The United States is engaging in bilateral examinations with foreign governments to ensure that a "culture of care" is in place for the electronic exchange of taxpayer information under the Foreign Account Tax Compliance Act and other regimes, according to Douglas O'Donnell, assistant deputy commissioner (international), IRS Large Business and International Division.
The IRS is working with other jurisdictions to analyze their legal frameworks for information exchange, technology systems, and policies and procedures for the monitoring of access to the shared data, O'Donnell said June 11 at the Executive Enterprise Institute's annual Forum on International Tax Withholding and Information Reporting in New York. The effort has turned out to be "a really heavy lift," but safeguarding the data that will be shared with other countries is a top priority for the United States, he said.
Likewise, the IRS is putting in place the proper safeguards to handle data turned over to the United States, said Theodore Setzer, program manager (foreign payments), LB&I. Leadership is working to make sure that everyone understands the policies and what the information received can be used for, he said, adding that "the safeguard equation goes both ways."
O'Donnell said the IRS also is checking to make sure that other countries have the necessary infrastructure in place to deliver on the requirements of the FATCA intergovernmental agreements. U.S. officials need to be confident that if they reach out to a competent authority with concerns about a financial institution, that country has the ability to actually do something about it, he said.
Compatibility Is the Goal
FATCA has served as an impetus for the United States to work more closely with other governments to better harmonize schemata and standards for the electronic exchange of information that can also be used for future initiatives, such as the OECD's global common reporting standard and work by the OECD's treaty relief and compliance enhancement group, said William Holmes, director (international data management), LB&I. There are now venues for tech professionals from around the world to work one on one and address challenges, he said.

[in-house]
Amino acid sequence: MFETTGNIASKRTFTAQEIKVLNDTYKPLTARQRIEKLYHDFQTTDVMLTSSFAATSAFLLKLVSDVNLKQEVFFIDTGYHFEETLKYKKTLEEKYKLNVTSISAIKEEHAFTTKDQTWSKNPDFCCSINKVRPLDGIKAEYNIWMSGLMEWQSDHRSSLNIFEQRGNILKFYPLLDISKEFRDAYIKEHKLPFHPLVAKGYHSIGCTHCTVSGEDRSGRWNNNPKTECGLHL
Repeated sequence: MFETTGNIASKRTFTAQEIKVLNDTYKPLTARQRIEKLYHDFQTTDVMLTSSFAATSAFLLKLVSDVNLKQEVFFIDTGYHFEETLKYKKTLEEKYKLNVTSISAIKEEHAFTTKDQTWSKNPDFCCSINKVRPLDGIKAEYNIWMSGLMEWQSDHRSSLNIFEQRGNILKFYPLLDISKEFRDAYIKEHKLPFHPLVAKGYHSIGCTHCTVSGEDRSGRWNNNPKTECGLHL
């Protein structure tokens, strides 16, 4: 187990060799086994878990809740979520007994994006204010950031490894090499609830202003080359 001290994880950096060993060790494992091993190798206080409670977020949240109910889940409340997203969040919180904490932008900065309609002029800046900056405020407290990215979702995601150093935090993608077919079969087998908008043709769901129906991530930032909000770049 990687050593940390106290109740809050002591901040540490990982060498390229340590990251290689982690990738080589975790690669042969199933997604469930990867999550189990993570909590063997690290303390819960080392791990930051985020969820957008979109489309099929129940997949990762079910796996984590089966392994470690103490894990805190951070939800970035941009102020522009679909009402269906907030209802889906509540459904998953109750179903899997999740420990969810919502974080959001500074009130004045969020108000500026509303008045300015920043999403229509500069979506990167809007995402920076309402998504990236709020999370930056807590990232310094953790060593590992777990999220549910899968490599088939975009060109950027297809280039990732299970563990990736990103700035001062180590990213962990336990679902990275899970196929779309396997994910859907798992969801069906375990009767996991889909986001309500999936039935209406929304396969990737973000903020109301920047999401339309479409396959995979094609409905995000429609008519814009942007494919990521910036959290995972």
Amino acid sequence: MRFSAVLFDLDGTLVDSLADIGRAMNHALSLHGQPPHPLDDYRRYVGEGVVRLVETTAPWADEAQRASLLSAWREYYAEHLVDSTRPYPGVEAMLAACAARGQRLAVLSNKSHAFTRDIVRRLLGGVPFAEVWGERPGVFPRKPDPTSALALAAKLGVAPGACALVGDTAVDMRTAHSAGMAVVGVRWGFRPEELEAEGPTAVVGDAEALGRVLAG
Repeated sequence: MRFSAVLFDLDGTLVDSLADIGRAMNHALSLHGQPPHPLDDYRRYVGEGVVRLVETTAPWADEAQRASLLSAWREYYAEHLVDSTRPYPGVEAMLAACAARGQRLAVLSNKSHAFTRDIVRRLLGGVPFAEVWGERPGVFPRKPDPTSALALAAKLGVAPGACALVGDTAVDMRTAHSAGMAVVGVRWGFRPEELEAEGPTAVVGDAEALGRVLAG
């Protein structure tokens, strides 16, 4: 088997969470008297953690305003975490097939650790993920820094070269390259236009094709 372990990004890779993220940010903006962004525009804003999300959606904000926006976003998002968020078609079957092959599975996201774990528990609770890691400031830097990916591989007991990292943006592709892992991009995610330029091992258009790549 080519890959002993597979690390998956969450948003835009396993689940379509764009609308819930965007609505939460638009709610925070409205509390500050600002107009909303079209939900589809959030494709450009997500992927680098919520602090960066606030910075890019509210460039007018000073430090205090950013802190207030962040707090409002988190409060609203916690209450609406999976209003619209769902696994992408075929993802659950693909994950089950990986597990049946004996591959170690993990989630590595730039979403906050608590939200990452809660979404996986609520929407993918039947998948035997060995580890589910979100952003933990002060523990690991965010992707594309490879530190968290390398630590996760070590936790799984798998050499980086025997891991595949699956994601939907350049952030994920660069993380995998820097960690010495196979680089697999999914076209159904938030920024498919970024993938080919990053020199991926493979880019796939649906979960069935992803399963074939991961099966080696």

There will never be a single form that will be used for all information exchange purposes, but the IRS intends to release a single electronic schema that could be used for a multitude of forms, Holmes said. He said the goal is to implement a schema with enough rigor that the country that receives the information can use it, while ensuring that the person loading the data correctly inputs all the information.
Setzer added that the IRS is moving away from the old approach of examiners looking at paper forms and is now accessing more information electronically. Instead of the form itself, the data behind the forms have become the most important element, he said. Accordingly, it's important to have organized data that can be filtered and sorted, Setzer said.
Nonresident Alien Deposit Interest Regulations
Rev. Proc. 2012-24, 2012-20 IRB 913 provides a list of dozens of countries with which the United States has agreed to exchange tax information, as described in concurrently issued final regulations on the reporting of deposit interest paid to nonresident aliens. The United States currently has provided for automatic exchange only with Canada; a request is required for information exchange with the other countries.
O'Donnell said that with the enactment of intergovernmental agreements, the United States expects to "get comfortable" providing bulk data to its partners. As such, the IRS is likely to update the list in Rev. Proc. 2012-24 to provide for automatic exchange with more countries. The updates are likely to occur with greater-than-annual frequency, he said.